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Digital Subscriptions > Prospect Magazine > February 2016 > Losing the war on bugs

Losing the war on bugs

Fake, or substandard medicine—some peddled by criminal gangs— is a big but hidden cause of antibiotic resistance

In the infectious disease wards of Ho Chi Minh City’s main hospital for tropical illnesses, patients are arranged behind plate-glass windows like mannequins in a department store. Those that are conscious stare blankly through the glass that separates them and their frightening pathogens—cryptococcal meningitis, perhaps, or septicaemia—from the efficient hum of nurses and orderlies on the ward. A runner comes in and hands a doctor a sheaf of papers, the latest batch of results from the microbiology lab.

For the glassed-in patients—the hospital’s most serious cases— these reports are rarely encouraging. The pathogens that have colonised their blood, lungs, or tissues have evolved their way around every drug that could have been used to combat them. And researchers working on the frontline of resistance blame the mutant bugs, in part, on fake and second-rate medicines.

This may be happening far away, but it is the west’s problem too. In these days of global tourism, travel and migration, drugresistant bacteria are highly mobile. “Humans think a lot of themselves,” said Paul Newton, professor of tropical medicine at Oxford University, who works out of a microbiology lab in Vientiane, the capital of Laos. “But in fact we’re really just exoskeletons for bacteria. They take cheap flights as often as we do.”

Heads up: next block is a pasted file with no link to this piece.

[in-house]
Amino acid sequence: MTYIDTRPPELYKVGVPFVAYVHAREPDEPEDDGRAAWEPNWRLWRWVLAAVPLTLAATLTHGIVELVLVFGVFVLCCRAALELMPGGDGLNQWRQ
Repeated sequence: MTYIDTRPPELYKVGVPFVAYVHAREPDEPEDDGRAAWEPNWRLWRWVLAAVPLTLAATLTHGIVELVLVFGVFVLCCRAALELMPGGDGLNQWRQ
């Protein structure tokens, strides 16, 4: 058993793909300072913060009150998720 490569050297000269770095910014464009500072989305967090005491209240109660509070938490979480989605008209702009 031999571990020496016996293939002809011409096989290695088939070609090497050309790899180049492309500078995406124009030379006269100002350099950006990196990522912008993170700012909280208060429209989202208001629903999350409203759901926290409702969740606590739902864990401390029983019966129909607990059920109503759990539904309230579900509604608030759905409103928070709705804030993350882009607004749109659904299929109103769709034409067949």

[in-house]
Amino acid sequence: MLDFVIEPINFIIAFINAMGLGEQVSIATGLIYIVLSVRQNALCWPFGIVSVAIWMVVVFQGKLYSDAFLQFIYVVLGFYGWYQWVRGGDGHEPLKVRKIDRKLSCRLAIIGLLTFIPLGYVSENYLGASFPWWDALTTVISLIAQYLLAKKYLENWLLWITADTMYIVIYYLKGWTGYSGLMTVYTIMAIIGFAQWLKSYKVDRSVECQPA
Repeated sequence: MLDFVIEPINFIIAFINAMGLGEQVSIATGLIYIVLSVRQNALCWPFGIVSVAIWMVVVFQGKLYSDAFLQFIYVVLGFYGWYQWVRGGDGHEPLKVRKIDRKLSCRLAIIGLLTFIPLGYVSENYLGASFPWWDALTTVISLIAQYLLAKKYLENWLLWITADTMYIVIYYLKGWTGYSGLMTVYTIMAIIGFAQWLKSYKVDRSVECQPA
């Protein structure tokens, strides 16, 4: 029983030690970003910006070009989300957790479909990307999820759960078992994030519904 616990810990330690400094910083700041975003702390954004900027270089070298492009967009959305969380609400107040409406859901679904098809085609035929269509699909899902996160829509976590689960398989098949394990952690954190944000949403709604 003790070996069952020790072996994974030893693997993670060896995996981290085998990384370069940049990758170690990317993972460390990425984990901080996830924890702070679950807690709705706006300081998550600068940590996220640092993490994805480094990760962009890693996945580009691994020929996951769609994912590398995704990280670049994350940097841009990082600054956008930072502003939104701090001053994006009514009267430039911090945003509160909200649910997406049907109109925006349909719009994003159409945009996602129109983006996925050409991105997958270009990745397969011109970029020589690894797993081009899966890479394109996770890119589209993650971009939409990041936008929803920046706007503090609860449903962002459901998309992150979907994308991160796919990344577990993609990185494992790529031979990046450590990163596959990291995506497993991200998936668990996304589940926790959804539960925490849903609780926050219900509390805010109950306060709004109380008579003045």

No-longer curable variants of bugs bred in Ho Chi Minh City may be coming to a hospital near you. In 2008, an especially nasty genetic mutation that made several bacteria resistant to multiple classes of antibiotic was identified in a Swedish patient returning from India (hence its name, New Delhi metallo-beta-lactamase 1, or NDM-1). It was found in Britain that same year, and by 2013, in over 70 other countries. And it is not the only such infection to come to Europe. Multi-drug resistant staphylococcus, thirdgeneration cephalosporin-resistant E.coli and K.pneumoniae have also travelled the world. At the last count, these infections and other resistant ones were already killing 25,000 Europeans a year—without measuring newer imports, such as NDM-1.

In recent years, there has been much wailing and gnashing of teeth about the advent of superbugs that have outwitted the drugs made to treat them. The UK added the threat of antimicrobial resistance to the National Risk Register for the first time in March 2015, worrying that “without effective antibiotics, even minor surgery and routine operations could become high-risk procedures.” If bacteria with mutations such as NDM-1 were rife, doctors would hesitate to recommend hip replacements or even chemotherapy: the risk of becoming infected with untreatable bacteria would be too high. In December 2014, a governmentcommissioned review on antimicrobial resistance warned that drugresistant pathogens could slice 3.5 per cent offthe world’s output by 2050, as well as putting 10m people into early graves every year.

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About Prospect Magazine

In Prospect’s February issue: Lawrence Summers questions Robert J Gordon’s thesis on the impact of the digital revolution, John Sawers, the former Chief of MI6, highlights how technology is making the work of spies harder and Frank Furedi examines the student movements demanding protection from the offensive and uncomfortable. Also in this issue: Gershom Gorenberg on Israel, Ben Judah on the complexity of London and Elizabeth Pisani on the impact of fake drugs. Plus Sam Tanenhaus on Obama’s gun control plans.
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